Free The Animal

Thai Life Update: The Beach Condo and a Second Restaurant

I’ve been remiss, time to get back to it.

It wasn’t laziness, just a series of things that consumed my attention and focus. Plus, in some measure I’m just on-hold, waiting to see if the November election results just might constitute a cure or vaccine for the current global stupidity and insanity (the only and real virus in play).

  1. Took the family to the beach for a 4-day holiday. In total, it was 11 of us in two cars, to Jomtien Beach, Pattaya, and back. 500 Km each way.
  2. Made plans and executed to locate with my motorcycle and rent a condo there at Jomtien as a 2nd home—to split my time for work and focus and a place to bring the kids during vacations.
  3. We did a weekend over on Koh Larn, 30 minutes and 30 baht ($1) by ferry.
  4. Got my Thai drivers licenses.
  5. Returned home to the village and started a second restaurant after the first has done so well in its first six weeks.

Let’s do some photos to mostly show and less tell, the story. Each one can be clicked to open a larger, higher-resolution version.

Family trip to Pattaya.

Condo search and acquisition.

Koh Larn Getaway.

Drivers Licenses. Yea, for some reason you get two, one for the car, one for the motorbike. Good for 2 years (temporary), renewable thereafter for 5 years at a time.

Took about 4 hours time, no tests required—thanks to a very good agent and “grease.” Driving without licenses is no big deal. I’ve been popped four times in nine months, $15 the first three times in Chiang Mai, $6 the fourth time here in Pattaya. The rather laid back part of it is, you get a receipt that constitutes a temporary permit for four days, in case you get popped again.

Random life around Jomtien Beach, Pattaya.

The visit back at home.

I wrote about the restaurant here, and here.

I’m pretty happy tonight. Middle of May I came to the village and within a few days decided to build a house. 7 days, 12 hours per day, 3-4 workers every day, and blew through it in 2 1/2 months.

Took the 2 girls, Chili and Wasabi—plus boy nephew Ninja—from about poorest in village to the nicest house. Put a price tag on that.

I didn’t stop. How do they make the monthly income necessary so mom doesn’t have to go work in the city, gone for months at a time, or be dependent upon me? So, I financed a restaurant, run by sister. It has done so well that I began work on a second, this one to be run directly by Yui, the GF. She was holding out for a clothing store but came to understand that people here eat every day, but don’t buy clothes every day.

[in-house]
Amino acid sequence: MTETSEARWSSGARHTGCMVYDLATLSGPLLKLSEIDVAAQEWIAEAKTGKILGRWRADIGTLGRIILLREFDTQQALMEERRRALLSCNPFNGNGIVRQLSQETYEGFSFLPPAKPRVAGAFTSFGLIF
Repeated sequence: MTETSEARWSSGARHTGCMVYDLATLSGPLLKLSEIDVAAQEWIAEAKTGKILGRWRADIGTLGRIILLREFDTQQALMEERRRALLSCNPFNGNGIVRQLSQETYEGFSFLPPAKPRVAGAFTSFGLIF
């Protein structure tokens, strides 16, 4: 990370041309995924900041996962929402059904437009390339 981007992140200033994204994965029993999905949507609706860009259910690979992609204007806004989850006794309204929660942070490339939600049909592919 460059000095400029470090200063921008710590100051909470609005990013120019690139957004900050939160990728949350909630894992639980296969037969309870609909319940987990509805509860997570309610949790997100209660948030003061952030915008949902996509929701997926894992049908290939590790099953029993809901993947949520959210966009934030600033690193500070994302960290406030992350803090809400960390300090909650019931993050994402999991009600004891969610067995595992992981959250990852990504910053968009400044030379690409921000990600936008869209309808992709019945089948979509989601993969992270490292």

It opens tomorrow, right next door to the first one. Final preps underway now.

This is how it’s done. Get them making their own money so they’re not dependent on you and…who knows what the future holds?

I’m really and solidly building a firm permanent foundation in my new home. In interesting ways, I feel what it must have been like to be an immigrant to America back when it was the Land of the Free and you didn’t have to ask any permissions. There has been zero permission asking, permits, or fees, in building of a house and starting two restaurants.

Let that sink in, children.

…Scenes from the restaurant front lines, today. First day in business. Packed house early afternoon. Sold out by 4pm.

Selling out is common in Thailand because the micro restaurants specialize in all fresh food, which Thais are obsessive about. So, you buy every day, sell every day and hopefully, don’t end up with much waste. It’s a balancing act because if ALWAYS selling out early, you’re leaving money on the table by being too concerned about losses when you haven’t sold everything.

It’s the same for all businesses, especially lending. If you have no loan losses, then you’re likely letting good-performing loans slip by and your criteria are too tight….For me, it was my OMAD (One Meal Per Day) over 40 minutes. I ate three dishes: Pork Rad Na (also available in seafood version), Khao Man Gai (chicken), and Seafood Suki Nam (Thai Sukiyaki…also available in pork version). Total cost: 120 baht ($3.87). Yes, even though I financed it all, I pay and admonish them: “EVERYBODY PAYS. NO FREE!”

…OK, so that’s about it for this update. Hope you at least find some of the photos likeable, inspiring, or whatever.

Exit mobile version